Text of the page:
A sexual assault victim whose DNA was used to identify her as a burglary suspect has filed a lawsuit against the San Francisco Police Department on Monday, with her lawyer saying the same she had previously provided to authorities had been “weaponized against her.”
The woman, identified as Jane Doe for privacy purposes, said in the suit, which was filed in federal court in California’s Northern District, that she was “re-victimized” by what the suit dubbed an “unconstitutional” practice used by the police department’s crime lab.
“Sexual assault survivors’ consent to police to use their DNA for one purpose — to find the perpetrator of the sexual assault,” lawyer Adante Pointer told reporters. “What we have here is our constitutional rights turned on their head.”
After the woman was sexually assaulted six years ago, the lawsuit states that she gave her DNA to law enforcement officers, according to NBC News.
Last December, a police lab worker ran the woman’s DNA, which had been obtained from the scene of an alleged robbery, through the database and found that it was a match for Jane Doe.
The lab worker then provided a forensic report to a police sergeant, who was able to obtain an arrest warrant for the woman predominantly based on the DNA hit, according to the lawsuit.
The lawsuit confirmed that the charges were dropped at a later date. In February former San Francisco District Attorney Chesa Boudin said the actions taken were “legally and ethically wrong” and said it may violate the state’s Victims’ Bill of Rights.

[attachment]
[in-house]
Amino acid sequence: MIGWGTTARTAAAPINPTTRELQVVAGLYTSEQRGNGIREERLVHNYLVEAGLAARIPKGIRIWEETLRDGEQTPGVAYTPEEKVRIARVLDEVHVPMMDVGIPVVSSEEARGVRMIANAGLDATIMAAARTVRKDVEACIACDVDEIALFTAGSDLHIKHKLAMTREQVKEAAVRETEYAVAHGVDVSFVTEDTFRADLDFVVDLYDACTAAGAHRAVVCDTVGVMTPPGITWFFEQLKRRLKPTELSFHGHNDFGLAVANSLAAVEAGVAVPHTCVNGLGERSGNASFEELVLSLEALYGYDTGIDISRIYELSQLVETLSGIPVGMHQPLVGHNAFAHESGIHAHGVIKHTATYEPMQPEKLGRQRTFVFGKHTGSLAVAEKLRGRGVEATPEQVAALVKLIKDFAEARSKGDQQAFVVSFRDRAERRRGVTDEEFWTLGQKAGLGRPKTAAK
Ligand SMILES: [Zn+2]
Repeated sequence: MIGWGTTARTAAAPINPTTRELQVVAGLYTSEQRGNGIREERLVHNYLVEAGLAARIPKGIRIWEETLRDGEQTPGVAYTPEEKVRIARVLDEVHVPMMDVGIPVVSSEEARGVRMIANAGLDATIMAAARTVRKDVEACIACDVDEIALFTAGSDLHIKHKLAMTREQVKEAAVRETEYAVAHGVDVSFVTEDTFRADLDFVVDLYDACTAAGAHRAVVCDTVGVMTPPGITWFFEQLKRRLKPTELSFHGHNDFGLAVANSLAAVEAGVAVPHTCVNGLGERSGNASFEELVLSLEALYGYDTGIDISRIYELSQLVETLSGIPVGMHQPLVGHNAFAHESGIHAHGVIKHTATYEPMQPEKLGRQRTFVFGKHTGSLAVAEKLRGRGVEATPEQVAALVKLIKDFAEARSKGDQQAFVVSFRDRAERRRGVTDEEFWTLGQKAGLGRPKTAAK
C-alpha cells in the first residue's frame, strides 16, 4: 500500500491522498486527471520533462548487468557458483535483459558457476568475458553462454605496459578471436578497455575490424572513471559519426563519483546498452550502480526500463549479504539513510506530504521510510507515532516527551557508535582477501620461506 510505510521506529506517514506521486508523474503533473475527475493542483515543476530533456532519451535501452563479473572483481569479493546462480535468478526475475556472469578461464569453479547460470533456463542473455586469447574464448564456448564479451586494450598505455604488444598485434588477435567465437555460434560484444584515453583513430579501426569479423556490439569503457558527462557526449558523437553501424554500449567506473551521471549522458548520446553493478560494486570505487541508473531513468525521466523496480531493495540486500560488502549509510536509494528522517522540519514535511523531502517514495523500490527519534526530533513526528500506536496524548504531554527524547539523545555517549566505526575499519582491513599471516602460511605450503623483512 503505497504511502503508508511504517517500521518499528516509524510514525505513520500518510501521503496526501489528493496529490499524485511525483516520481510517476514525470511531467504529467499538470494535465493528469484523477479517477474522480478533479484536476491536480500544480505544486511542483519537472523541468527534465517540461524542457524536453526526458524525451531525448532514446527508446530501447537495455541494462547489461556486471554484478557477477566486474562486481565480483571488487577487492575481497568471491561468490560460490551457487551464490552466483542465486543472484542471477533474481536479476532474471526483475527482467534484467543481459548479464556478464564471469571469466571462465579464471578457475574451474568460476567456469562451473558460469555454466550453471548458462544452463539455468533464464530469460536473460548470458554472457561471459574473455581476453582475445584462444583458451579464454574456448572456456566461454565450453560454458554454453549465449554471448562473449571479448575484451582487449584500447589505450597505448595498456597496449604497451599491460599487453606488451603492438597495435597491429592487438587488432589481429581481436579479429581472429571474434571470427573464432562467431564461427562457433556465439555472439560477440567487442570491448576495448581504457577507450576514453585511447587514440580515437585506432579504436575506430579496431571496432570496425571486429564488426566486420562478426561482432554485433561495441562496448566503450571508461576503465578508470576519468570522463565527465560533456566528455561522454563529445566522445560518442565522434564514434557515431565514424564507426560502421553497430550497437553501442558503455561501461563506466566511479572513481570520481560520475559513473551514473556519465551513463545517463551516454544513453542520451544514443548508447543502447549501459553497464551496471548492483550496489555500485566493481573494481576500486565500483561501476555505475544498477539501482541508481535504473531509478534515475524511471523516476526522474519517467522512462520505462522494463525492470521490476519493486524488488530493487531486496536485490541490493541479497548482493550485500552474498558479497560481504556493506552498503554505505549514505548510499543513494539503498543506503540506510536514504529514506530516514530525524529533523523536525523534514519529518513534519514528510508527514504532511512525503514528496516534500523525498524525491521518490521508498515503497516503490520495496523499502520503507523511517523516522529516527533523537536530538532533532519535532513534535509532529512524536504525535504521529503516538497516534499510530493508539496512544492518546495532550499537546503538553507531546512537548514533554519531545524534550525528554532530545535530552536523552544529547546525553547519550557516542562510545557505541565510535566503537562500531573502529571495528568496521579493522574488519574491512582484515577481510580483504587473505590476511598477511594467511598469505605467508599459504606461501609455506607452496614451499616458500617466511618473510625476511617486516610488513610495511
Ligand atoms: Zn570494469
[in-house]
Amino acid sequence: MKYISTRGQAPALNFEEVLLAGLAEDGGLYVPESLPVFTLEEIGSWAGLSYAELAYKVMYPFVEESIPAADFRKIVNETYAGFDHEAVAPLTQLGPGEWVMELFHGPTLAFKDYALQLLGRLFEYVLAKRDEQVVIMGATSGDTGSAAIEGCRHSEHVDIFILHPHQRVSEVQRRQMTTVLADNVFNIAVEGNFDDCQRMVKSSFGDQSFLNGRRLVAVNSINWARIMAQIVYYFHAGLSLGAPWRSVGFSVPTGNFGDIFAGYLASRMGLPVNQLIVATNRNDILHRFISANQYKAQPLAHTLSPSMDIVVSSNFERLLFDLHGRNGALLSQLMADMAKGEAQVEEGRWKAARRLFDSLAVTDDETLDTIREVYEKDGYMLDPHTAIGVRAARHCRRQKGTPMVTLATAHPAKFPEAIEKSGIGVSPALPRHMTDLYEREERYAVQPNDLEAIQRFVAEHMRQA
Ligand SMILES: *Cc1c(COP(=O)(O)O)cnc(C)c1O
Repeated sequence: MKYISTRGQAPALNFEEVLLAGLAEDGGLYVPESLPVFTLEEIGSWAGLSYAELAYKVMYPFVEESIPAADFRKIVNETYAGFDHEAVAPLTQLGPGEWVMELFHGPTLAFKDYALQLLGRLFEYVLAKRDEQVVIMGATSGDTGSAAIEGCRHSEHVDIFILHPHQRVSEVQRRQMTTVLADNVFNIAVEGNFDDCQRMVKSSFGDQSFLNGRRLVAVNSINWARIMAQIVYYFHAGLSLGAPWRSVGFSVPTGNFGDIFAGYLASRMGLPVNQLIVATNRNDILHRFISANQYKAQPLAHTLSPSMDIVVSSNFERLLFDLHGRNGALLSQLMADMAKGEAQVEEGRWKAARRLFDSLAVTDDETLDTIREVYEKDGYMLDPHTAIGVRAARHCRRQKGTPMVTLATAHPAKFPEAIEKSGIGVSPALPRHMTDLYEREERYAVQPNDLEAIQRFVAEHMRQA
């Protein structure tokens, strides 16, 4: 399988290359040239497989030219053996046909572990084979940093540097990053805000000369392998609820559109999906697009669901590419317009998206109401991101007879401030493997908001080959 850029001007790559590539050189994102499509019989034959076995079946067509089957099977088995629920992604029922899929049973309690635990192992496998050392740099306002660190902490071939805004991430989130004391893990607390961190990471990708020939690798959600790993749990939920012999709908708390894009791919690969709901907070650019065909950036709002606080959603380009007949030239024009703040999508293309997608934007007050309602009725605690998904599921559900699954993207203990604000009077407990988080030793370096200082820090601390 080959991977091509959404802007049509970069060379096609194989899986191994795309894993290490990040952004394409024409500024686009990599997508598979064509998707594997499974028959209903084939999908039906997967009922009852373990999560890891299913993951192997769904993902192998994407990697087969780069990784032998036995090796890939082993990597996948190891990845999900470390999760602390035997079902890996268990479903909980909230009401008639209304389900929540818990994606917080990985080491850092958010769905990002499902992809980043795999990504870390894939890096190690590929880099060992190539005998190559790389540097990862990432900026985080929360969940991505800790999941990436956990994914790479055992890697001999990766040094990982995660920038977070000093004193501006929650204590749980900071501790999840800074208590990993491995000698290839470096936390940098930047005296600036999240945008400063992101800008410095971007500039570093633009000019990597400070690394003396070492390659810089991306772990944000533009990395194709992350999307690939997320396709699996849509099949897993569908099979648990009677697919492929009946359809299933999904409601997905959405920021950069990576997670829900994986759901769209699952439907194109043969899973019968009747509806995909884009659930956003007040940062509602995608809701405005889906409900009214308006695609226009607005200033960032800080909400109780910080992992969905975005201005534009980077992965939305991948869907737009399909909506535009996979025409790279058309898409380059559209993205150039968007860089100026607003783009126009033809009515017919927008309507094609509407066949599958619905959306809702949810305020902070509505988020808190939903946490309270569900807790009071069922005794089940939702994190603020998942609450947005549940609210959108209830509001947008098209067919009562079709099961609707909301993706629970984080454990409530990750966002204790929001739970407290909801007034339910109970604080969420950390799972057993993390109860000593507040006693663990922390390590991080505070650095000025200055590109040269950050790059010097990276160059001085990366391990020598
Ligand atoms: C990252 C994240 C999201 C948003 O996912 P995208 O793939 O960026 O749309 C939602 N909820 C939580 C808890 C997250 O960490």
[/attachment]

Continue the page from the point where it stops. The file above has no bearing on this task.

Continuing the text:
The revelation also brought about a backlash from advocates, law enforcement, legal experts and lawmakers, many of whom warned the practice could affect victims’ willingness to report future sex crimes.
“This practice treats victims like evidence, not human beings,” Boudin said at the time. “This is legally and ethically wrong.”
The police departments did cease the practice not long after receiving a complaint from the district attorney’s office and formally changed its operating procedure to prevent the misuse of DNA collected from sexual assault victims, police chief Bill Scott confirmed.
Scott said at a police commission meeting in March that he had found17 crime victim profiles, 11 of them from rape kits, that were matched as potential suspects using the crime data base in unrelated cases. Scott said he doesn’t believe that anyone else has been arrested as a result of this practice other than the Jane Doe in question.
ARTICLE: PAUL MURDOCH
MANAGING EDITOR: CARSON CHOATE
PHOTO CREDITS: NEW YORK TIMES
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